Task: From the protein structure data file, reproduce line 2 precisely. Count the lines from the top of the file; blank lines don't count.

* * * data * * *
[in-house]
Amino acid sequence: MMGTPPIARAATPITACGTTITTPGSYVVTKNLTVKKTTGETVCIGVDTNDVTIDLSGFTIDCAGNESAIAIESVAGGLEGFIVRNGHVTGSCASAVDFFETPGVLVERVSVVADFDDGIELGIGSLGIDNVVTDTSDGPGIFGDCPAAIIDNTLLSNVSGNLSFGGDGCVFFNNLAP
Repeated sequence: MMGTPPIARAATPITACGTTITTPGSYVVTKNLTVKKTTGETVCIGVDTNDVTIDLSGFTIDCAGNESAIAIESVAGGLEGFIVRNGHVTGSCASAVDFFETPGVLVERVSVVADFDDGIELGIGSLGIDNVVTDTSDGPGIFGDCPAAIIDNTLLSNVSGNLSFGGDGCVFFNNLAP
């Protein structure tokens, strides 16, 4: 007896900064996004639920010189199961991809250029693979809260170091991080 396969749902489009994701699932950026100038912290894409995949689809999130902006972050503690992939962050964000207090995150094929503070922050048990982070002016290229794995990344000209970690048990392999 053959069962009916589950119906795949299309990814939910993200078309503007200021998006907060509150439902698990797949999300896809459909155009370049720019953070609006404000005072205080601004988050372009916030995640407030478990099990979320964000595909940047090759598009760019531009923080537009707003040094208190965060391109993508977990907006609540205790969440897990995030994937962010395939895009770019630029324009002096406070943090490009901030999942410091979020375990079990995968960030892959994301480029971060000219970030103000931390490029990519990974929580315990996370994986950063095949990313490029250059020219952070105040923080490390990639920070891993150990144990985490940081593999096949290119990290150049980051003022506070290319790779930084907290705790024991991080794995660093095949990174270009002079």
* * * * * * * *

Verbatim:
Amino acid sequence: MMGTPPIARAATPITACGTTITTPGSYVVTKNLTVKKTTGETVCIGVDTNDVTIDLSGFTIDCAGNESAIAIESVAGGLEGFIVRNGHVTGSCASAVDFFETPGVLVERVSVVADFDDGIELGIGSLGIDNVVTDTSDGPGIFGDCPAAIIDNTLLSNVSGNLSFGGDGCVFFNNLAP